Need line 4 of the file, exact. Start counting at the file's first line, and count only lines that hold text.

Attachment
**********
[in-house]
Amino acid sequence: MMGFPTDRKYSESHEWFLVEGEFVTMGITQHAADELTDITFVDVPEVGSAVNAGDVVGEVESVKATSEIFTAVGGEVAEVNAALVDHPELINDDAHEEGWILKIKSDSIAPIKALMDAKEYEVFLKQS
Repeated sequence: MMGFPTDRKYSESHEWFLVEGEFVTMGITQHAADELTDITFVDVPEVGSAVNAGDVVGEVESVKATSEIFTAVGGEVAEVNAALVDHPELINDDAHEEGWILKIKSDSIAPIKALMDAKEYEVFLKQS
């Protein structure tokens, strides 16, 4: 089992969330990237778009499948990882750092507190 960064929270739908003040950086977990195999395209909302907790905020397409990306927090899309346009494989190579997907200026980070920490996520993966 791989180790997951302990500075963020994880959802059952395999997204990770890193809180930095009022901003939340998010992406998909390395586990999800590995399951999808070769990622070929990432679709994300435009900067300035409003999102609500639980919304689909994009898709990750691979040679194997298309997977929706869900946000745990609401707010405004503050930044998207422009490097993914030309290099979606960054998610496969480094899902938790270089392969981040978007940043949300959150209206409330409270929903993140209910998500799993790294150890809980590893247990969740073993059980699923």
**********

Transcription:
């Protein structure tokens, strides 16, 4: 089992969330990237778009499948990882750092507190 960064929270739908003040950086977990195999395209909302907790905020397409990306927090899309346009494989190579997907200026980070920490996520993966 791989180790997951302990500075963020994880959802059952395999997204990770890193809180930095009022901003939340998010992406998909390395586990999800590995399951999808070769990622070929990432679709994300435009900067300035409003999102609500639980919304689909994009898709990750691979040679194997298309997977929706869900946000745990609401707010405004503050930044998207422009490097993914030309290099979606960054998610496969480094899902938790270089392969981040978007940043949300959150209206409330409270929903993140209910998500799993790294150890809980590893247990969740073993059980699923």